Introduction to GDPR: The Who, What, When, Why, and Where of GDPR
Why IT professional should learn about GDPR – it is law in all countries that are members of European Union (EU) and the countries working with European Union or having clientele in European Union countries.
Why GDPR Exist – the core reason to protect the people fundamental rights i.e. Right of Privacy.
Why do we need GDPR – EU Data protection passed in 1995 and as technology evolves there is so many changes in data.
Whom it apply – GDPR applies to organizations that do anything with data about people.
It apply all the organization in EU and all those organization who works with EU i.e. offering goods and services in EU or monitoring behavior.
Simply to say GDPR applies to all organization inside EU or Outside EU who works with people of EU.
GDPR have 06 principles
- Data uses is fair and expected
- Just have data that’s Necessary
- All data must be accurate
- Delete when finished
- Keep data secure
- BE accountable.
What is the risk of non-compliance to GDPR?
1. Reputation – if organization is not complaint with GDPR it means people might not trust that company.
2. Fine and penalties if not following GDPR – fine could be Euro 20 million or 4% global turnover of organization
3. Liability risk – people / customer who are using organization services they can sue the organization if there data is misused or leaked.
In each country has a local Data protection authority. In India there is no such authority but Data protection covers under the IT ACT (70). It is punishable offence and person can get jail term for 3 year or fine of Rs. 5,00,000/-
Let’s understand GDPR in detail –
GDPR Article 1 – “This regulation lays down rules relating to the protection of living humans with regard to processing anything with personal Data… “
- Living humans – means we “people” belongs to any geography.
- Processing of personal data – means doing anything or something with data i.e. Collecting, analytics, using, recording, structuring, consultation, retrieval, transmission or be anything.
- Personal data – any information relating to and identified or identifiable living human i.e. Social Security number, PAN number, driving licenses.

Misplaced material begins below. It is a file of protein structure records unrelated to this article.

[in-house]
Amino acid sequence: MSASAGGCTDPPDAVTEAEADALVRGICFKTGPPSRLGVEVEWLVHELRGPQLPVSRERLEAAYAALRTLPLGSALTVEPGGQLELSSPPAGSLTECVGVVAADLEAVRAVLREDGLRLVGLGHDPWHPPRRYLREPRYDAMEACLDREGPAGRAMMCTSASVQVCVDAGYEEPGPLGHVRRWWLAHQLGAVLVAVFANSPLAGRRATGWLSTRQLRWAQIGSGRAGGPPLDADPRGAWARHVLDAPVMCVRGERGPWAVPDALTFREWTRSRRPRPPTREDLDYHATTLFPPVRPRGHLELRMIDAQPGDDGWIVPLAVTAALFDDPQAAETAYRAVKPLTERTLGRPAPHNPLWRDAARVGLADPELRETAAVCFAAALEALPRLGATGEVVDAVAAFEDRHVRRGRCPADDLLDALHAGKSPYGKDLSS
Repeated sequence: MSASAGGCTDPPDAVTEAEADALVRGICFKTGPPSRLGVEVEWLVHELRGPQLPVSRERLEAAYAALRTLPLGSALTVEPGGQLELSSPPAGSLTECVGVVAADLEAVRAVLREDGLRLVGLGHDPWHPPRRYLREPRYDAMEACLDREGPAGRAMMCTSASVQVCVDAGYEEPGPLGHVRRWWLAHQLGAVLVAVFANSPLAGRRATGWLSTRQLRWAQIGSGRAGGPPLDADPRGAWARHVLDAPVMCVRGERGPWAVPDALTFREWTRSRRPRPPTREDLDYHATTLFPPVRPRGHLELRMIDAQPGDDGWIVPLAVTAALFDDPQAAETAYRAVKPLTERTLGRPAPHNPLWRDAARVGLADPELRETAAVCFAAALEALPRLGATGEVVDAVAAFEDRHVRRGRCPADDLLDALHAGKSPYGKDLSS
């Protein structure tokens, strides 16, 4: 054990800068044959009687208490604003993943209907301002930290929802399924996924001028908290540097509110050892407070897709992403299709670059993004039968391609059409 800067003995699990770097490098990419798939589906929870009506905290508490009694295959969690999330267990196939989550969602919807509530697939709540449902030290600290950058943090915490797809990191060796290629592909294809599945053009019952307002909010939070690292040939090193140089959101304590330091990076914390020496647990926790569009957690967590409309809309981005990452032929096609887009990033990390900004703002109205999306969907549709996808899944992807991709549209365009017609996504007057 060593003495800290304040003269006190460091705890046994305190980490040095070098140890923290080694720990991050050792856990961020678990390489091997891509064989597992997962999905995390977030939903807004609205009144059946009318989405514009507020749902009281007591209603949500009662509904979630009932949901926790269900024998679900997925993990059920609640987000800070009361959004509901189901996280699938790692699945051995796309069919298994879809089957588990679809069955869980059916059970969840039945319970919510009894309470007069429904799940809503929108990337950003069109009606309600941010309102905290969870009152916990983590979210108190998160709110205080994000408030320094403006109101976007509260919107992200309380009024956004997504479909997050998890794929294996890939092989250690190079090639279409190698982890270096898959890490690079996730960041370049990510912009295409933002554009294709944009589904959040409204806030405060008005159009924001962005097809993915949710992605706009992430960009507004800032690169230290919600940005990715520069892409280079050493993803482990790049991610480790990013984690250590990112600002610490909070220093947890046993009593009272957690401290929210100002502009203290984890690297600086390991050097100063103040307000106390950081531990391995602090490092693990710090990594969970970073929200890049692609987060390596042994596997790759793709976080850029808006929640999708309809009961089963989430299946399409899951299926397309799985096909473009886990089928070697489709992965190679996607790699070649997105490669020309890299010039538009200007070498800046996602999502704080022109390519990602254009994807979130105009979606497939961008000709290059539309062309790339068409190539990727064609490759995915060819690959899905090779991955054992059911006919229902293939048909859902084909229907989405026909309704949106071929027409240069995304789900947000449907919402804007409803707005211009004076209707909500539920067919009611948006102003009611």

Three key terms in GDPR
- Data subjects – it’s the data of the people whom they work for and who are working for them means customers or employees
- Data controller – means where the data controls i.e. information once you login, your work and act you perform
- Data processors – where data process, like organization are using cloud services to process the data, it could be AWS or any cloud. Both Data controllers and Data Processors process (do anything with) personal Data. Companies or government can be data controllers or processors.
GDPR regulations –
GDPR splits in to 02 parts
- Recitals – 173 recitals in count
- Articles – 99 articles in count
GDPR principles in details
1). Fair and expected – let’s discuss in detail, the all processing of data is lawful, fair and transparent. Transparent means – when you are collecting data you should tell people what are you going to do with data, and why.
2). Fair – balancing the fundamental rights and freedoms of person whose data it is, with the rights of holding his/her data for further processing means, A financial website can’t share people personal data with other companies without consent of people.
3) Lawful – there are six reasons of processing the data –
- Consent from data subject
- Contract from data subject
- Legal obligation – companies are bound to share data with government authorities.
- Vital interests.
- Public interest / official authority – processing of your personal data like Siebel for your financial status.
- Legitimate interests.
Key Data Protection Concepts and Principles: All Processing Must Be Lawful
Besides above 6 principle there is special category data which can’t be allowed for processing or need special approval from Government authorities.
The categories are
- Allowing Discrimination – race, religion, political party or trade union membership.
- Genetic / biometric Data,
- Sexual life/orientation
But still if organization or person wants to process the Special category data in that case they need another good reason and these are 6.
- Explicit consent from data subject
- Employment – context about employment under special category
- Vital interests – healthcare
- Substantial public interest
- What an organization does
- public health processing special category data
(Disclaimer – if you are looking for some government specify information on GDPR in that case you should check with a Lawyer who can consult about GDPR)